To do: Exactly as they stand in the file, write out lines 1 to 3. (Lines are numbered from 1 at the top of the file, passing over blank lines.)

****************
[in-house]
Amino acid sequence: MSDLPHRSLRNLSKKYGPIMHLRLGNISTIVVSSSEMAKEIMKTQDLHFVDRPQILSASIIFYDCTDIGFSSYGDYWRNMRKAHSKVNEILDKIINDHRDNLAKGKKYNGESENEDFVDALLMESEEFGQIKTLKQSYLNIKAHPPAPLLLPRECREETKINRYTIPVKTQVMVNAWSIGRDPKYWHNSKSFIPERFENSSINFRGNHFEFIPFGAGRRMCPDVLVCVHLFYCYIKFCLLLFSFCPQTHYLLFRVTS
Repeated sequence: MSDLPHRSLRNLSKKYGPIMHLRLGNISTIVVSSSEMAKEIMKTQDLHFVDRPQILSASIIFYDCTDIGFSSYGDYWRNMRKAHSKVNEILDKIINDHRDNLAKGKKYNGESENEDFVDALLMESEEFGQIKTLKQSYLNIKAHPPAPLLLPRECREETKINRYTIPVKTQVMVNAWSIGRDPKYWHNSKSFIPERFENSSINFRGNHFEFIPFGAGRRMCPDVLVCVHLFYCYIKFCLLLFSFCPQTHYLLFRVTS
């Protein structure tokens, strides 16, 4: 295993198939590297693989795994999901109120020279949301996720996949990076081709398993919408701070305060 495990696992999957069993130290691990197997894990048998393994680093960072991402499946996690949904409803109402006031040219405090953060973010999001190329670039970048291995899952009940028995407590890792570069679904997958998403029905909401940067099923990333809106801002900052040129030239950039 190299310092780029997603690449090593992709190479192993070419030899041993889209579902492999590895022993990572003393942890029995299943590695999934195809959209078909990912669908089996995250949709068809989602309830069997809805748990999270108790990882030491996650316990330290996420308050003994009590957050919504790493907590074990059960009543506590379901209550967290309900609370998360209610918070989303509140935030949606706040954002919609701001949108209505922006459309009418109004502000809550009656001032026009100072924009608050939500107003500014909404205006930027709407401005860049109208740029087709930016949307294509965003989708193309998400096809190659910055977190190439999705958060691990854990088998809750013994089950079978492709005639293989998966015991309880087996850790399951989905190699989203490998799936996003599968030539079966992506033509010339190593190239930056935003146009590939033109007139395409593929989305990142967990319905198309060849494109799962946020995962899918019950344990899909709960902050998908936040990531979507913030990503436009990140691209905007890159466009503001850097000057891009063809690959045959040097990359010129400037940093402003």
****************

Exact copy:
[in-house]
Amino acid sequence: MSDLPHRSLRNLSKKYGPIMHLRLGNISTIVVSSSEMAKEIMKTQDLHFVDRPQILSASIIFYDCTDIGFSSYGDYWRNMRKAHSKVNEILDKIINDHRDNLAKGKKYNGESENEDFVDALLMESEEFGQIKTLKQSYLNIKAHPPAPLLLPRECREETKINRYTIPVKTQVMVNAWSIGRDPKYWHNSKSFIPERFENSSINFRGNHFEFIPFGAGRRMCPDVLVCVHLFYCYIKFCLLLFSFCPQTHYLLFRVTS
Repeated sequence: MSDLPHRSLRNLSKKYGPIMHLRLGNISTIVVSSSEMAKEIMKTQDLHFVDRPQILSASIIFYDCTDIGFSSYGDYWRNMRKAHSKVNEILDKIINDHRDNLAKGKKYNGESENEDFVDALLMESEEFGQIKTLKQSYLNIKAHPPAPLLLPRECREETKINRYTIPVKTQVMVNAWSIGRDPKYWHNSKSFIPERFENSSINFRGNHFEFIPFGAGRRMCPDVLVCVHLFYCYIKFCLLLFSFCPQTHYLLFRVTS